Obviously, the bathroom is a room that needs to be designed with water in mind. This not only applies to the sink, toilet and the shower, but also the floors and walls. While it may be acceptable to install a tile kitchen backsplash over drywall or plywood, this may not be acceptable on a bathroom surface that will receive constant soaking. Check and see if a concrete board, cement base or even a rubber membrane has been installed in these locations to prevent future water damage problems. This will give the tile a solid base on which to be installed while repelling water much better than plywood or normal drywall.
It is always a good practice to check the operation of not only all pumps, but also the strength of any battery backup they may be connected to. Try disconnecting the power for 30 minutes or more and make sure that the basin of the sump pump clears completely. Additionally, by filling the basin with a hose or a bucket, you can not only check the operation of a stagnant pump, but also help to clear any debris that may have settled nearby from the pump intakes.
For floor drains, try running water to the drain for 30 minutes to ensure that it is not clogged or if there are any breaks in the lines. And always, check to make sure that areas around the drains are clear of debris and leaves.
Exterior surfaces (brick, EIFS and stucco)
As with all construction materials, the installation is as important as the quality of the materials. This is no different with brick, EIFS (Exterior Insulated Finishing System) and stucco. Provided that the materials are installed properly, each surface treatment can work properly for many years and provide a very comfortable and efficient living environment. Although building codes and manufacturers’ instructions vary, the basic rule is to allow for the release of moisture that accumulates from the temperature differential between the interior of the home and the exterior. It is for this reason that each exterior surface is designed with moisture venting systems and vapor barriers to protect the living environment. It is important that not only these surfaces be installed with vents and moisture barriers, but that they are also properly maintained and kept above ground level.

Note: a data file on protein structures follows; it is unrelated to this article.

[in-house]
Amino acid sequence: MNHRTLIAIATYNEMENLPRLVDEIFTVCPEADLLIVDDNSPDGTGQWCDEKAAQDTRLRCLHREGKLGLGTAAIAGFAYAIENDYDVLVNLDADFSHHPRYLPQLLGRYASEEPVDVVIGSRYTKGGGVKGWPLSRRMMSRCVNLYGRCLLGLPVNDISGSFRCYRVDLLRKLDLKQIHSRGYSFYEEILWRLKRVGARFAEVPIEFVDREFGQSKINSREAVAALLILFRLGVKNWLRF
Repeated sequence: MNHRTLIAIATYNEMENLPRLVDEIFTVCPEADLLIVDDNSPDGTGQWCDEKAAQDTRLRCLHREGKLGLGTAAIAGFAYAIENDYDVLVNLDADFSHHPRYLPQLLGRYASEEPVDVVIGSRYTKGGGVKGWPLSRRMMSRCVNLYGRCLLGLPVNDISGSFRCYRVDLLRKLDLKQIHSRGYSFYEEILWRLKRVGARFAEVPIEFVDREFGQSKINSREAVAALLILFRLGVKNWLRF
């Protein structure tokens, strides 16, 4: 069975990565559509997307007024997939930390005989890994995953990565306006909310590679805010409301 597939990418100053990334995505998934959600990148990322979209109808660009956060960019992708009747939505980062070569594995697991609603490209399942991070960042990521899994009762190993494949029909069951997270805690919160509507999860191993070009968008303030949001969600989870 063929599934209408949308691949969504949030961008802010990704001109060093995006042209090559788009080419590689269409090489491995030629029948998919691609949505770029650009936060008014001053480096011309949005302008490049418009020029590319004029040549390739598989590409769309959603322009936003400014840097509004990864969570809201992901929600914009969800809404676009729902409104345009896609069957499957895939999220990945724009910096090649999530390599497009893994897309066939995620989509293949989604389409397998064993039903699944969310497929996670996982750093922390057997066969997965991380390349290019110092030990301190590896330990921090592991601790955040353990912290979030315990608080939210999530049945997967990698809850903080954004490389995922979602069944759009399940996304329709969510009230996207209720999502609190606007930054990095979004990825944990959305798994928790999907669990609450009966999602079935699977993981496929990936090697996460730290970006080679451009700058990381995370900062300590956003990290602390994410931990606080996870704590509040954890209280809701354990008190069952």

Moisture barriers and caulking
Although a minor part of the reconstruction process, proper installation of flashing, vapor barriers and caulking can be a critical step to preventing moisture intrusion. While installation methods vary greatly depending upon the surfaces involved and the joint, the basic premise is to once again drive water away from the house and to make sure that they are periodically inspected and repaired. When installing vapor barrier treatments to window and door openings, it is not only important to continue the treatment up to the opening, but it is also important to wrap each opening as well. When installing flashing, particularly in brick, caulking is never an acceptable alternative to an actual mortar cut that places the flashing between the brick rather than just on the surfaces. When dealing with caulk, the key is to apply it to any open joint (other than vents left open to allow air circulation and moisture release) and to reapply as necessary or on an annual basis. Sometimes this $20 repair will prevent a $2,000 water damage.
Through careful analysis of the above 10 points, an experienced restorer can make not only correct mitigation judgments, but he or she might also be able to provide the customer with crucial guidance on how to avoid them in the future. With a long-term approach such as this, the experienced restorer will not only be able to grow the business, but also save time and expense. After all, isn’t that the value that we promise to our customers every day?